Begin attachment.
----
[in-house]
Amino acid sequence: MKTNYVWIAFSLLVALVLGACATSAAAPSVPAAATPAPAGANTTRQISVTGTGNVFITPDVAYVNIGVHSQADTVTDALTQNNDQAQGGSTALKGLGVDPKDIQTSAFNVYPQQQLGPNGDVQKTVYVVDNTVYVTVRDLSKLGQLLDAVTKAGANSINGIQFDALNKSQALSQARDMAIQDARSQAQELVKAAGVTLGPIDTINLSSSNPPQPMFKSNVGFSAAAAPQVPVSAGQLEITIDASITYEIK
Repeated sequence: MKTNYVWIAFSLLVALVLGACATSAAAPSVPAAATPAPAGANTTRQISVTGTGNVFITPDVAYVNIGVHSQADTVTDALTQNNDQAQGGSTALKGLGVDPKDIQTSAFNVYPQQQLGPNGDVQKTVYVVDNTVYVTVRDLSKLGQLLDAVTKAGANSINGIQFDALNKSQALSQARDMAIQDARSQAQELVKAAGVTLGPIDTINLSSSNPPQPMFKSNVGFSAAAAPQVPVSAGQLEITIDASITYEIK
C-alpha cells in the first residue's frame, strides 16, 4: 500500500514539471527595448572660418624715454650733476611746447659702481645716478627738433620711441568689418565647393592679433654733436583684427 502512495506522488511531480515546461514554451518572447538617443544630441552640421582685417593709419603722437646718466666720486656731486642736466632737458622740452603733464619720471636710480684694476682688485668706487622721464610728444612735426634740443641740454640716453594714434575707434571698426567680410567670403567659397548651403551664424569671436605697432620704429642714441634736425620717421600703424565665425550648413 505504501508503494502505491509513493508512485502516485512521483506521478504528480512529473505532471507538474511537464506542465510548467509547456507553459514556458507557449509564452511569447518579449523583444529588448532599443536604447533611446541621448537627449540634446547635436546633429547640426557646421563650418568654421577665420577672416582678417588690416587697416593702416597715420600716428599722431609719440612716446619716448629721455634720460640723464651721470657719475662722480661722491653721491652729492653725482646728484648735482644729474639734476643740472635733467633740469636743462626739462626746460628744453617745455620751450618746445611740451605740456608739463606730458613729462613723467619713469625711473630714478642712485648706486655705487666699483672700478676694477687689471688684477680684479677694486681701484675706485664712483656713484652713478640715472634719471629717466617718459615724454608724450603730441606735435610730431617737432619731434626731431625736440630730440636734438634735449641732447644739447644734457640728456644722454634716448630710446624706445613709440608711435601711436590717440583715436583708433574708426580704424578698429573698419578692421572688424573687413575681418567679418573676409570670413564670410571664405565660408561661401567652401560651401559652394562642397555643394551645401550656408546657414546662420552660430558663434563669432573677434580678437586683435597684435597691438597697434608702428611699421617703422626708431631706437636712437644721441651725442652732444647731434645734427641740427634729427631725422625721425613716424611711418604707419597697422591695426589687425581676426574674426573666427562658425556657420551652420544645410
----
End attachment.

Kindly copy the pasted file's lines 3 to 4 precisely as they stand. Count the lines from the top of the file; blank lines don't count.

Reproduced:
Repeated sequence: MKTNYVWIAFSLLVALVLGACATSAAAPSVPAAATPAPAGANTTRQISVTGTGNVFITPDVAYVNIGVHSQADTVTDALTQNNDQAQGGSTALKGLGVDPKDIQTSAFNVYPQQQLGPNGDVQKTVYVVDNTVYVTVRDLSKLGQLLDAVTKAGANSINGIQFDALNKSQALSQARDMAIQDARSQAQELVKAAGVTLGPIDTINLSSSNPPQPMFKSNVGFSAAAAPQVPVSAGQLEITIDASITYEIK
C-alpha cells in the first residue's frame, strides 16, 4: 500500500514539471527595448572660418624715454650733476611746447659702481645716478627738433620711441568689418565647393592679433654733436583684427 502512495506522488511531480515546461514554451518572447538617443544630441552640421582685417593709419603722437646718466666720486656731486642736466632737458622740452603733464619720471636710480684694476682688485668706487622721464610728444612735426634740443641740454640716453594714434575707434571698426567680410567670403567659397548651403551664424569671436605697432620704429642714441634736425620717421600703424565665425550648413 505504501508503494502505491509513493508512485502516485512521483506521478504528480512529473505532471507538474511537464506542465510548467509547456507553459514556458507557449509564452511569447518579449523583444529588448532599443536604447533611446541621448537627449540634446547635436546633429547640426557646421563650418568654421577665420577672416582678417588690416587697416593702416597715420600716428599722431609719440612716446619716448629721455634720460640723464651721470657719475662722480661722491653721491652729492653725482646728484648735482644729474639734476643740472635733467633740469636743462626739462626746460628744453617745455620751450618746445611740451605740456608739463606730458613729462613723467619713469625711473630714478642712485648706486655705487666699483672700478676694477687689471688684477680684479677694486681701484675706485664712483656713484652713478640715472634719471629717466617718459615724454608724450603730441606735435610730431617737432619731434626731431625736440630730440636734438634735449641732447644739447644734457640728456644722454634716448630710446624706445613709440608711435601711436590717440583715436583708433574708426580704424578698429573698419578692421572688424573687413575681418567679418573676409570670413564670410571664405565660408561661401567652401560651401559652394562642397555643394551645401550656408546657414546662420552660430558663434563669432573677434580678437586683435597684435597691438597697434608702428611699421617703422626708431631706437636712437644721441651725442652732444647731434645734427641740427634729427631725422625721425613716424611711418604707419597697422591695426589687425581676426574674426573666427562658425556657420551652420544645410